Focus Number 4:  Remind the client of their WHY. During challenging times or times of crisis, involve your client in the process of remembering what their long term goals are and why they even set up an investment program or financial plan with you to start with. Remind them of their high-level financial planning goals to retire at some point, to educate their children, to buy a second home. By refocusing the client on their WHY, you will help them to understand and remember why it’s so important to ride out the current challenge or crisis.
Focus Number 5:  Articulate your Beliefs and demonstrate your Faith. Belief. Your clients should know your Beliefs. Your belief around asset allocation, and risk management. Your belief in dollar cost averaging and not trying to time the market. An example of a belief is; I believe in “Time in the market versus timing the market”. Own your beliefs and communicate them often. Especially during times of crisis, we do not abandon our beliefs. When your clients see that you are firm in your belief system, they will be inclined to follow you. Faith. A brief discussion of Faith could be helpful. I’m not talking about faith in the sense of religion or spirituality necessarily. I’m talking about faith as in a true belief and confidence that in the end everything will work out for the best. In times of crisis, our faith and our beliefs are often challenged, and this is the precise time when we rely most on our faith and our beliefs as our safety net. It’s certainly not the time to abandon your beliefs. Holding on to your beliefs in the face of crisis is the very definition of faith.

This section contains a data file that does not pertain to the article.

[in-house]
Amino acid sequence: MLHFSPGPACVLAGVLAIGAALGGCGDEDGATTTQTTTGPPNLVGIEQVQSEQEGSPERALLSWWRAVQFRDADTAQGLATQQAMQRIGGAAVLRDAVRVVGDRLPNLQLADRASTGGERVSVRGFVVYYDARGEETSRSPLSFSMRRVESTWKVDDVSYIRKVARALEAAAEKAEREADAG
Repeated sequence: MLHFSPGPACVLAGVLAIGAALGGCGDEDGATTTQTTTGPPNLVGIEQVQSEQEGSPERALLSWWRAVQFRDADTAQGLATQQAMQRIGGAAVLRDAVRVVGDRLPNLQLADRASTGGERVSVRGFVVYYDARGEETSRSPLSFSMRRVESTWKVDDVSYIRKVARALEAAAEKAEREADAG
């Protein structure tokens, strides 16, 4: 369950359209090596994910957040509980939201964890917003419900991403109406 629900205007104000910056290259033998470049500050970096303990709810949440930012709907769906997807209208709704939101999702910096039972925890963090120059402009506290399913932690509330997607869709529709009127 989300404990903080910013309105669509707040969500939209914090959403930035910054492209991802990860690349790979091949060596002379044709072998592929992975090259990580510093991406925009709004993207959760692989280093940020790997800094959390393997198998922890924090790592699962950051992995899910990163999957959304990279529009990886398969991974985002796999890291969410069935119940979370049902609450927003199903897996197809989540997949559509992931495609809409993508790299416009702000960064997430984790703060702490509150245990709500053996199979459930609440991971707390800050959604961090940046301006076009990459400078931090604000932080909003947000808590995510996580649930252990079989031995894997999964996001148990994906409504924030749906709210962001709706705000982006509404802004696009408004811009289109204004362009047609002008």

Conclusion. Crisis brings opportunity. Even when fear is palpable, following the steps I’ve outlined  is crucial to not only preserving your client relationships, but also in demonstrating your true value to your clients when it matters the most. Remembering at all times that you are a leader to your clients will pay dividends in the years to come. How you behave and perform during crisis events and challenging times will do more to elevate you and your firm than any marketing program or portfolio performance will ever do. Yes, it’s scary and it’s not easy. But the sooner that you learn to adopt and implement the skills and mindsets  discussed here, the stronger and the more confident you will become as an advisor, and the more solid and deep the relationships you have with your clients will become.